Orian - Neurodegenerative diseases

Multiple sclerosis (MS) is an autoimmune disease of the central nervous system (CNS) affecting over two million individuals worldwide. It is a major cause of neurodegeneration in young adults, but can also first manifest in late middle age or during childhood. Its aetiology is unknown, however genetic predisposition and environmental factors are known to contribute significantly to disease development. MS exists as a number of sub-types differentiated by age of onset and frequency and severity of episodes of neurological deficits.

It was originally thought that MS was a disease of the CNS white matter (wm), but it is now apparent that the grey matter (gm) is also affected from the earliest disease stage. Using the animal model for MS known as experimental autoimmune encephalomyelitis (EAE), we aim to generate proof-of-concept for pathological and molecular mechanisms underlying the disease and to evaluate candidate MS drugs.

Research areas

Comparative evaluation of EAE variants

Given the complexity of MS and its unclear aetiology, unsurprisingly, no animal model recapitulating the clinical features together with the pathophysiology of MS has been successfully developed to date. Currently, EAE generated by autoimmune-mediated demyelination, is the most widely accepted model. However, EAE itself is a complex disease which is not completely understood. Similarly to MS, it can follow multiple clinical courses and in a number of these variants, clinical profiles apparently mimicking those of MS subtypes, are actually associated with major deviations from MS in terms of hallmarks of pathology. Therefore each variant only reflects certain specific facets of MS.

In view of current developments in large-scale gene expression and protein profiling technology, as well as in drug design, it is important to continue to identify areas of coincidence in disease mechanisms between EAE variants and MS, so that the full capabilities provided by these technologies can be exploited with the aims of further elucidating molecular pathways underlying MS and generating more refined drugs.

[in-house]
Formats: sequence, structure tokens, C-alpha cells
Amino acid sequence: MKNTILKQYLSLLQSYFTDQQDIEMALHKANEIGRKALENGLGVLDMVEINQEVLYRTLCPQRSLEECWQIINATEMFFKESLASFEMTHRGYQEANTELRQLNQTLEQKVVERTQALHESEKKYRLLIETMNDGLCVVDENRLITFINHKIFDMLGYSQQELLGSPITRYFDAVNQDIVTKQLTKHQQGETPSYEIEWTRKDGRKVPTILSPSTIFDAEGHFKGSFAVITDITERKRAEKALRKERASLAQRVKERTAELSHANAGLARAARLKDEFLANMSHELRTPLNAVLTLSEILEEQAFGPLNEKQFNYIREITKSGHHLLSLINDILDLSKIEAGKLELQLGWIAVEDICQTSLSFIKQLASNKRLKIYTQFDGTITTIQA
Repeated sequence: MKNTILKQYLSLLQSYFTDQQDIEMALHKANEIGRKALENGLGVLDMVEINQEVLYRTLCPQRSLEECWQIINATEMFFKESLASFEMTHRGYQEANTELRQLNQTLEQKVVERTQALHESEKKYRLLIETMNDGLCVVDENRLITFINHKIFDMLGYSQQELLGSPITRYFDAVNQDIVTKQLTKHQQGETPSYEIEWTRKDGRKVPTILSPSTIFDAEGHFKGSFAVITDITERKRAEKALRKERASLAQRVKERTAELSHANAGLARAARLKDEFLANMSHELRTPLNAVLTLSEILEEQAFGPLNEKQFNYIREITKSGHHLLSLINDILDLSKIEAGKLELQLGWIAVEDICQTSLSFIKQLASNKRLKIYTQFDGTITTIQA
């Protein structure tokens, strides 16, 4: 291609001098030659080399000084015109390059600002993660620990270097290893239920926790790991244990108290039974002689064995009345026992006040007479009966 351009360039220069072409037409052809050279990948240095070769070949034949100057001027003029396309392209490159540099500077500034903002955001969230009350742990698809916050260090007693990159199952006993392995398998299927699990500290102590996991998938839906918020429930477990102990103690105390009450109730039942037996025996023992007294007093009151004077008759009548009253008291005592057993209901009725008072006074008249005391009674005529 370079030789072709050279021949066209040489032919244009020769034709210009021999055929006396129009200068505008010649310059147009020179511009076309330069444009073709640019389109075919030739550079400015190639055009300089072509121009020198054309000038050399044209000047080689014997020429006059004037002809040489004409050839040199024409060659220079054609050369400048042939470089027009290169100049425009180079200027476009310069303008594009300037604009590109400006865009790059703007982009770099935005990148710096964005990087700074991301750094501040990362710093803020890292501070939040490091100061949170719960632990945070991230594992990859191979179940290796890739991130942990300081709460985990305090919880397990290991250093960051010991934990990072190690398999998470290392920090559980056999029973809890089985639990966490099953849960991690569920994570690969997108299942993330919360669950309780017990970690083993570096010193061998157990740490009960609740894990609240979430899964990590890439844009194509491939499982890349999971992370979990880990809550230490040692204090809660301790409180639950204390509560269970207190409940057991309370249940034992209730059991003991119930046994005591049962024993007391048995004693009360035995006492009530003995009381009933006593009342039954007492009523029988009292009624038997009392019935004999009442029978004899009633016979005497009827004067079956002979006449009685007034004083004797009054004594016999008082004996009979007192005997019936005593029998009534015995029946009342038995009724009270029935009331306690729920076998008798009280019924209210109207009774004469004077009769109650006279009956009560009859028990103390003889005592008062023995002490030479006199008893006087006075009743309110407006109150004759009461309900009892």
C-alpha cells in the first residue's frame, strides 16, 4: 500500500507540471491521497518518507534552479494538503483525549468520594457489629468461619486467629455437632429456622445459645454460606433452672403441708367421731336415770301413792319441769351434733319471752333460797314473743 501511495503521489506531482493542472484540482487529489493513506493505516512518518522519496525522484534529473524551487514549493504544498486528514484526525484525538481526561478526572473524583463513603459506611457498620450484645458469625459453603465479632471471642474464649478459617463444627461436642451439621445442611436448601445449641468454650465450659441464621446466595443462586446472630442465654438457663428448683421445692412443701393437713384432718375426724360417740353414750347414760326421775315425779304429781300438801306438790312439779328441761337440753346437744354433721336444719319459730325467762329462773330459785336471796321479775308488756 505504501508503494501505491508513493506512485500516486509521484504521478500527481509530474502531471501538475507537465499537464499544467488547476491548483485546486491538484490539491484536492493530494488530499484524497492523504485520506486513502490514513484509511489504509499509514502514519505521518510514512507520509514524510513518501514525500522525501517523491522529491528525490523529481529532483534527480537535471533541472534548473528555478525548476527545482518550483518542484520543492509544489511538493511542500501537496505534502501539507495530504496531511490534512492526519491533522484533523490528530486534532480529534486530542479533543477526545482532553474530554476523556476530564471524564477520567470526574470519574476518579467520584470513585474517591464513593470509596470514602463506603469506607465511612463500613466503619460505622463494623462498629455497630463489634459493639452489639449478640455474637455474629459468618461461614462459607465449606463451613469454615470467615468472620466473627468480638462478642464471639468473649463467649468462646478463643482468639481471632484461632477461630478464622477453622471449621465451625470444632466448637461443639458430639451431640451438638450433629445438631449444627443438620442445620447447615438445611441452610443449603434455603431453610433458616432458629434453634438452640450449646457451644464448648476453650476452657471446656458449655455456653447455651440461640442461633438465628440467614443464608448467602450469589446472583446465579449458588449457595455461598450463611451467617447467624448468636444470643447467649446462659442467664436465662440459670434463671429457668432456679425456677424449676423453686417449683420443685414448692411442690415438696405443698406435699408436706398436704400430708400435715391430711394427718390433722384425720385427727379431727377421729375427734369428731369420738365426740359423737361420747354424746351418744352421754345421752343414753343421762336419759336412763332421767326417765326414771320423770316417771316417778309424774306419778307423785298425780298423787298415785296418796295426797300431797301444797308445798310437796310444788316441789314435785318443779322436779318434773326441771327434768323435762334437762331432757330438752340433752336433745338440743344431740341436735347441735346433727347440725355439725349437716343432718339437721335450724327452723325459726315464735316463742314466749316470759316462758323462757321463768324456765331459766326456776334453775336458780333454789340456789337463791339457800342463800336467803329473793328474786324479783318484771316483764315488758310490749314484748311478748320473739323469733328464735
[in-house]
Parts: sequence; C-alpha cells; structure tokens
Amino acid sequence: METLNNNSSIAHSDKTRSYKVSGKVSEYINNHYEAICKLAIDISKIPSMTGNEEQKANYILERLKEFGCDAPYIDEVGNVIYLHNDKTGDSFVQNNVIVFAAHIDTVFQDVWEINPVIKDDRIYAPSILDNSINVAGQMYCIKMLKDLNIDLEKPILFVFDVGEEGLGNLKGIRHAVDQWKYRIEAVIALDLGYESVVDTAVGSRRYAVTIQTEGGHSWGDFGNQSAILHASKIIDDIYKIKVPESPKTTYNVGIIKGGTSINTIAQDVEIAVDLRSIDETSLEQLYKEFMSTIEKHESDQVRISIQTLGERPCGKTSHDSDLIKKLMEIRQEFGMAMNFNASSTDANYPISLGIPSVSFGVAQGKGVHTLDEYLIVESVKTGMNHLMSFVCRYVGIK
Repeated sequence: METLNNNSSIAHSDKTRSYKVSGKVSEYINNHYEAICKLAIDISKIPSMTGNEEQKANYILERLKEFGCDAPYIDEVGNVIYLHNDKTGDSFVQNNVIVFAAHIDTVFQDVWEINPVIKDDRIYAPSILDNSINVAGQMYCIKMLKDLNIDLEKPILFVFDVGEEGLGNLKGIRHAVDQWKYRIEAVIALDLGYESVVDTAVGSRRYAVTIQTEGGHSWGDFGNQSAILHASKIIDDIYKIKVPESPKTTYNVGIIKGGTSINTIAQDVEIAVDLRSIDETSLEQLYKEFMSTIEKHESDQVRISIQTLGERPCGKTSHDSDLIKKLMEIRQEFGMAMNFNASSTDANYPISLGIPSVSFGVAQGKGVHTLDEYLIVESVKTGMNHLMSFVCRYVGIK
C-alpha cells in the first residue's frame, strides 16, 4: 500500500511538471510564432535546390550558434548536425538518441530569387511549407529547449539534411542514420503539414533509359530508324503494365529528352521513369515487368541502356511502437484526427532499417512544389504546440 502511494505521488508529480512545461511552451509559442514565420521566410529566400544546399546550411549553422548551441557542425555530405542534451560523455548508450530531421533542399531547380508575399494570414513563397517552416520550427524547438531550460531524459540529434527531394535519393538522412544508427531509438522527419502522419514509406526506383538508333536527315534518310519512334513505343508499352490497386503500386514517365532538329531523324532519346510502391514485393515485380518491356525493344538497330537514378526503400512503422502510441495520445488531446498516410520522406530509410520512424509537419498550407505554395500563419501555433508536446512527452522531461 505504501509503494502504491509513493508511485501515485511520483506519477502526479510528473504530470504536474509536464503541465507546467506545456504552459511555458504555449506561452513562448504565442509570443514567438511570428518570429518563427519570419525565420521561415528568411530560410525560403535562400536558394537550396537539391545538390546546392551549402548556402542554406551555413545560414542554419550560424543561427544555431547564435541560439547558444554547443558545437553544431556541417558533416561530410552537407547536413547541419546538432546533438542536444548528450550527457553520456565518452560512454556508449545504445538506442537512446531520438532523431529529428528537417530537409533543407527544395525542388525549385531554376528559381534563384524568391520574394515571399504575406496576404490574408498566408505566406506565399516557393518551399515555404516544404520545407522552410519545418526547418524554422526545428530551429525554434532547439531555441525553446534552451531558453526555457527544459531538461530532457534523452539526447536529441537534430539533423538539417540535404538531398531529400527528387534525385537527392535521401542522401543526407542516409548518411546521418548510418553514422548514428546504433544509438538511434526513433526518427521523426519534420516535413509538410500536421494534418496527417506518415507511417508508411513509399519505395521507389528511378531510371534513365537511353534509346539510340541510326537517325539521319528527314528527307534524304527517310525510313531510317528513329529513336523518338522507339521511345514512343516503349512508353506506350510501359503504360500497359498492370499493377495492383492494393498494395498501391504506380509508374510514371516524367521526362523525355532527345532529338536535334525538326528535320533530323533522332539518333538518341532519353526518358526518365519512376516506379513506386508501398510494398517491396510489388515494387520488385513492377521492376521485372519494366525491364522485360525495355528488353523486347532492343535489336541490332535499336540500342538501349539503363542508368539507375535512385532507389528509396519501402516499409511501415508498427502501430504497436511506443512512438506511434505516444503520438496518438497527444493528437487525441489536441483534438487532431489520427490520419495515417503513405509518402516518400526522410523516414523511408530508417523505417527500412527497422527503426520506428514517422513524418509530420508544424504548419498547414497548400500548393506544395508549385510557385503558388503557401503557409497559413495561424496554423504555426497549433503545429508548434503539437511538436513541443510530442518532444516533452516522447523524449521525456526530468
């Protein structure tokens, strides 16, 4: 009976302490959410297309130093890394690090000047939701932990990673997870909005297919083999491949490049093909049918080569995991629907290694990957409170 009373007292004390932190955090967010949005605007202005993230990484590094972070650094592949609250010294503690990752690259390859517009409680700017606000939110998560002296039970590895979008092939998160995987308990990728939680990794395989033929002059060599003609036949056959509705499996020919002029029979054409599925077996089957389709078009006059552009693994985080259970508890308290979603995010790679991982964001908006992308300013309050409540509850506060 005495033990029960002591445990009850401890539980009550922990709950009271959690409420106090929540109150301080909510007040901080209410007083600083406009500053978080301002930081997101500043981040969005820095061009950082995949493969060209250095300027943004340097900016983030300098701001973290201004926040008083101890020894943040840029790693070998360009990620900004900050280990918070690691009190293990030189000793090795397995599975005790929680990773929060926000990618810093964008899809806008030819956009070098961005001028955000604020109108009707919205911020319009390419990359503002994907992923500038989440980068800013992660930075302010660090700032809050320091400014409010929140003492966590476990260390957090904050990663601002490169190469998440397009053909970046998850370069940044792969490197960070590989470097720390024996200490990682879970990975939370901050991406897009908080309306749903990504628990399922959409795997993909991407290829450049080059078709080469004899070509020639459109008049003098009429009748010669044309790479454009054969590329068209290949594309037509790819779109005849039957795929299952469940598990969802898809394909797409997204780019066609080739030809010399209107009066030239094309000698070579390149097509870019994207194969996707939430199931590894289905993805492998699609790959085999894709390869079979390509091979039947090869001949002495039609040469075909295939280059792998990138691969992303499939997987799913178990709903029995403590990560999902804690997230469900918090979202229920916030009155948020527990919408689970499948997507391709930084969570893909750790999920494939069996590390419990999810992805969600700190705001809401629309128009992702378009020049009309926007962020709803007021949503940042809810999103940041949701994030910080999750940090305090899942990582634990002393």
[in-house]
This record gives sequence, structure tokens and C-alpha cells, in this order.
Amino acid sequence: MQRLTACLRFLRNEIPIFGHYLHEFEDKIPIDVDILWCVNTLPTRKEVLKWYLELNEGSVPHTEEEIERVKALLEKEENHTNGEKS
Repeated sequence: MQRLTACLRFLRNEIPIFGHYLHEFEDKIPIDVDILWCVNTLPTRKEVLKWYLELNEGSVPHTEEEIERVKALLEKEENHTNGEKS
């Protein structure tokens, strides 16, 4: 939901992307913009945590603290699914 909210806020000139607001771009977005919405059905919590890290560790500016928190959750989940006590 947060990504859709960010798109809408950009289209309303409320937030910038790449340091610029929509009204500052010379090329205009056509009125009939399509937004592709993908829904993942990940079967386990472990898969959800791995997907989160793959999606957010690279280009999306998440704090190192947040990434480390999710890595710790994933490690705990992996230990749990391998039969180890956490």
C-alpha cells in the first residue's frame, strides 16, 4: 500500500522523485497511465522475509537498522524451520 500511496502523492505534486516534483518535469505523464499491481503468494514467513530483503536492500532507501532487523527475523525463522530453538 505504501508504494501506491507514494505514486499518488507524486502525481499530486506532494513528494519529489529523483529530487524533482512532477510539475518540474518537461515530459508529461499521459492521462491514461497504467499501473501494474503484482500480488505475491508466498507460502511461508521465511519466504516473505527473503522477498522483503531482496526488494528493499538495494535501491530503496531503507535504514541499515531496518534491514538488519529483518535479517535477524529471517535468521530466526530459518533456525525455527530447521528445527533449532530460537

Our lab has mapped the spatio-temporal evolution of disease, clinically and pathologically in 4 EAE variants, namely: (a) the NOD/Lt mouse strain induced with peptide 35-55 of myelin oligodendrocyte glycoprotein (MOG35-55), (b) the C57Bl/6 mouse strain induced with MOG35-55, (c) the BALB/c mouse strain induced with peptide 180-199 of proteolipid protein (PLP180-199) and (d) SJL/J mouse strain induced with peptide 139-151 of proteolipid protein (PLP139-151).

Molecular mechanisms underlying wm and gm pathology during neuroinflammation

MS is now regarded as a global CNS disease. Previously thought to be a disease of the wm characterized by inflammatory demyelinating focal white matter lesions, it has become increasingly evident over the last two decades that primary gm damage is a significant component of MS pathophysiology. This type of damage is characterized by severe pathology occurring within the context of less significant inflammation and blood brain barrier (BBB) loss of function. Our investigations of multiple EAE variants have found that gm pathological features are reproduced in the model.

To elucidate the spatio-temporal and pathological relationships between white and grey matter mechanisms, we have developed a range of approaches. These include histology, quantitative confocal microscopy for neuronal, glial and stress markers and laser microdissection followed by expression profiling on disease/pathway-specific arrays. Analyses are performed on wm and adjacent gm regions, for example in the cervical spinal cord and cerebellum. When used over a time course, these approaches enable comparisons of disease evolution at the cellular and molecular levels.